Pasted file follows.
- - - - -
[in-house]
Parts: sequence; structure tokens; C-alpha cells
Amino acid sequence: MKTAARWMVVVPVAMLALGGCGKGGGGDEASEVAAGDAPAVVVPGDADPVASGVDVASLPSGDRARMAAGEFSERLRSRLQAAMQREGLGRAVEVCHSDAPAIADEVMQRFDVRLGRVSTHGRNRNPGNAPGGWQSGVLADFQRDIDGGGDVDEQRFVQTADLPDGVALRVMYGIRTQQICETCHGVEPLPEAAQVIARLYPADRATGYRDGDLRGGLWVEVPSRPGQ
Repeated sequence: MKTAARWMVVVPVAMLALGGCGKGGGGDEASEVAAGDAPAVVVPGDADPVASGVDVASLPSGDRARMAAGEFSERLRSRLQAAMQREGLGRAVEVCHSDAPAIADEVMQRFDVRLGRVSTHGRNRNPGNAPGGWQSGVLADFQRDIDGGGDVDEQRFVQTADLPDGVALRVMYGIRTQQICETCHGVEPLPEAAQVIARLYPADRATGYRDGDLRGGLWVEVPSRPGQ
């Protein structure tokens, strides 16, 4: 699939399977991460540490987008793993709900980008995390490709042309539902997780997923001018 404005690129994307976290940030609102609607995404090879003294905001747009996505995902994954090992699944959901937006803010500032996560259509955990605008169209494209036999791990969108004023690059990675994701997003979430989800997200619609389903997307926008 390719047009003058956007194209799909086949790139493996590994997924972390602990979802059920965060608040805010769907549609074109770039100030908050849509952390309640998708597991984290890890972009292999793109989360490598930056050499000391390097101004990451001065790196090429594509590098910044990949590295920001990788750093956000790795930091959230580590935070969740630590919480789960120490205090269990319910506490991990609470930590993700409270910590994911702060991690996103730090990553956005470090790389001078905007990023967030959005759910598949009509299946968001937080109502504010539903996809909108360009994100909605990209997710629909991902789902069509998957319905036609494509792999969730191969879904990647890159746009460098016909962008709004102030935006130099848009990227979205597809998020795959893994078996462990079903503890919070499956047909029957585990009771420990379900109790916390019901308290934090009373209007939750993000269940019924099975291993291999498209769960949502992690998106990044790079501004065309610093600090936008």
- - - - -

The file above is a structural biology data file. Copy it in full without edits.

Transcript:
[in-house]
Parts: sequence; structure tokens; C-alpha cells
Amino acid sequence: MKTAARWMVVVPVAMLALGGCGKGGGGDEASEVAAGDAPAVVVPGDADPVASGVDVASLPSGDRARMAAGEFSERLRSRLQAAMQREGLGRAVEVCHSDAPAIADEVMQRFDVRLGRVSTHGRNRNPGNAPGGWQSGVLADFQRDIDGGGDVDEQRFVQTADLPDGVALRVMYGIRTQQICETCHGVEPLPEAAQVIARLYPADRATGYRDGDLRGGLWVEVPSRPGQ
Repeated sequence: MKTAARWMVVVPVAMLALGGCGKGGGGDEASEVAAGDAPAVVVPGDADPVASGVDVASLPSGDRARMAAGEFSERLRSRLQAAMQREGLGRAVEVCHSDAPAIADEVMQRFDVRLGRVSTHGRNRNPGNAPGGWQSGVLADFQRDIDGGGDVDEQRFVQTADLPDGVALRVMYGIRTQQICETCHGVEPLPEAAQVIARLYPADRATGYRDGDLRGGLWVEVPSRPGQ
């Protein structure tokens, strides 16, 4: 699939399977991460540490987008793993709900980008995390490709042309539902997780997923001018 404005690129994307976290940030609102609607995404090879003294905001747009996505995902994954090992699944959901937006803010500032996560259509955990605008169209494209036999791990969108004023690059990675994701997003979430989800997200619609389903997307926008 390719047009003058956007194209799909086949790139493996590994997924972390602990979802059920965060608040805010769907549609074109770039100030908050849509952390309640998708597991984290890890972009292999793109989360490598930056050499000391390097101004990451001065790196090429594509590098910044990949590295920001990788750093956000790795930091959230580590935070969740630590919480789960120490205090269990319910506490991990609470930590993700409270910590994911702060991690996103730090990553956005470090790389001078905007990023967030959005759910598949009509299946968001937080109502504010539903996809909108360009994100909605990209997710629909991902789902069509998957319905036609494509792999969730191969879904990647890159746009460098016909962008709004102030935006130099848009990227979205597809998020795959893994078996462990079903503890919070499956047909029957585990009771420990379900109790916390019901308290934090009373209007939750993000269940019924099975291993291999498209769960949502992690998106990044790079501004065309610093600090936008």